September 11, 2001 brings on a very interesting segment when there is an emergency White House evacuation, and Cheney is whisked into a secure room and appears to overstep his authority … at least that’s how it appears to everyone other than Cheney. He is described as having power “like a ghost”, and it’s this scene and the follow-up discussions about Afghanistan, that McKay believes best exemplifies Cheney’s lust for power, and how ‘right and wrong’ are secondary to him.
Actual clips of Nixon, Reagan, bin Laden, Carter, and Obama are dropped into segments providing a quasi-documentary feel at times. Cheney’s heart issues, the political quandary resulting from his daughter coming out as gay, and the involvement of Americans for Tax Reform (ATR) and the Koch brothers all play a role here, as does the Unitary Executive Theory and the legal specifics that cause much debate. Also on display is some of the least complementary eyeglass fashion across 3 decades.
Even though his approach leans pretty far left, filmmaker McKay is to be applauded for a most entertaining look at how our government officials can manipulate policy and public statements, and may even stoop to focus groups in better understanding the views of the American people. Editor Hank Corwin (Oscar nominated for THE BIG SHORT) is a big part of maintaining the quick pace of the film, and the use of fishing as a metaphor somehow works. “America” from WEST SIDE STORY is a fitting song to end the clever, funny and thought-provoking film and our look at the rare politician who amassed power while mostly avoiding the publicity that other politicians seek. Watch at your own risk – depending on your politics.
Greetings again from the darkness. Actors becoming directors is a Hollywood tradition going back many years, although it seems to be quite the trend these days. Just within the past 3 weeks, there have been feature film directorial debuts from Bradley Cooper, Jonah Hill, and now Paul Dano. You surely know Mr. Dano from his work as the uber-quiet brother from LITTLE MISS SUNSHINE, his dual role in THERE WILL BE BLOOD, and his turn as the early years’ Brian Wilson in LOVE & MERCY. He’s a talented actor who now flaunts a near-master’s grasp of filmmaking.
It’s Montana in 1960 when we meet the Brinsons, a typical family of dad Jerry (Jake Gyllenhaal), mom Jeanette (Carey Mulligan), and 14 year old son Joe (Ed Oxenbould). Jerry is a gregarious golf course employee, Jeanette is a former substitute teacher – now stay at home mom, and Joe is a mostly normal teenager who only attempts to play football in order to make his dad proud, and needs his mom’s help on his math homework. Jerry drinks a few beers each night and Jeanette cooks a nice family dinner. Nothing to see here.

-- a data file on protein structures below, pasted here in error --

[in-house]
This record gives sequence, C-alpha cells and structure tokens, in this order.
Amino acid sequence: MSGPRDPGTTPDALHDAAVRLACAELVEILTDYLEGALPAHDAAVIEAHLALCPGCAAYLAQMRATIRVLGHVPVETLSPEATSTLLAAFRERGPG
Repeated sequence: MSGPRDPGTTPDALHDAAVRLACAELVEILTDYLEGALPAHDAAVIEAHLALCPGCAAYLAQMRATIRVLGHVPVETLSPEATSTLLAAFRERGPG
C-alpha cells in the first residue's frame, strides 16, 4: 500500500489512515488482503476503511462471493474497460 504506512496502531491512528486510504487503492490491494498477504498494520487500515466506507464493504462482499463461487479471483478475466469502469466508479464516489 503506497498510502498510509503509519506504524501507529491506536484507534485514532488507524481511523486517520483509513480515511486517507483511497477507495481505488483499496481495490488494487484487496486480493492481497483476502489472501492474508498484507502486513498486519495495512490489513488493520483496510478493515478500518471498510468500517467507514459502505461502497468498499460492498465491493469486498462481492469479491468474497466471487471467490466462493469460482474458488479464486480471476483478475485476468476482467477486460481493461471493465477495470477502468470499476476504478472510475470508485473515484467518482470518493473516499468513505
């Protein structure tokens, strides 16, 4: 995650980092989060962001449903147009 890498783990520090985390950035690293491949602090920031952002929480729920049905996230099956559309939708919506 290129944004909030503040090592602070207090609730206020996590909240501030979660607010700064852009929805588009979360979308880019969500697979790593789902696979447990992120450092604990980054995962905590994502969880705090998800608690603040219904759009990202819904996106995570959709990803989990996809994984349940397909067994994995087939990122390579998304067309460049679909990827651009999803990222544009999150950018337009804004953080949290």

This idyllic world is shaken to its core when Jerry gets fired from his job for not respecting the boundaries with club members (not what you’re thinking), and his manly pride won’t allow him to return to the job when the club reconsiders. Jeanette does what moms do – she takes a job as a swim teacher at the local YMCA to tide them over until Jerry can find a new job. It’s at this point when we realize son Joe has extraordinary observation skills for a teenage boy, and he has a front row seat to a disintegrating marriage. Bearing the shame and frustration of a man in this era who can’t provide for his family, Jerry abruptly leaves to go fight an out of control forest fire in the mountains. Joe longs for normalcy – the only life he had known to this point.
Joe watches in quiet confusion as his mother evolves from doting housewife and caring mother to something and someone he doesn’t recognize. She changes how she talks, how she dresses and how she acts. Jeanette is experiencing the contradiction of knowing she needs a man, and not liking that feeling one bit. She latches on to a local car dealer named Warren Miller (Bill Camp). Miller is basically a master-predator seizing on his injured prey through the power of money and promise of stability, and this makes for some uncomfortable situations both for us as viewers and for Joe watching his mom.
This is a family drama that doubles as insight into the changing times – what defines happiness, what role to women play, how involved are kids in household. Based on a book by Richard Ford, the screenplay is co-written by director Dano and his long-time girlfriend Zoe Kazan (RUBY SPARKS, 2012). The story is one part feminist, one part coming-of-age, and one part societal shift. These are fully drawn, complex individuals that walk, talk and react like people tend to.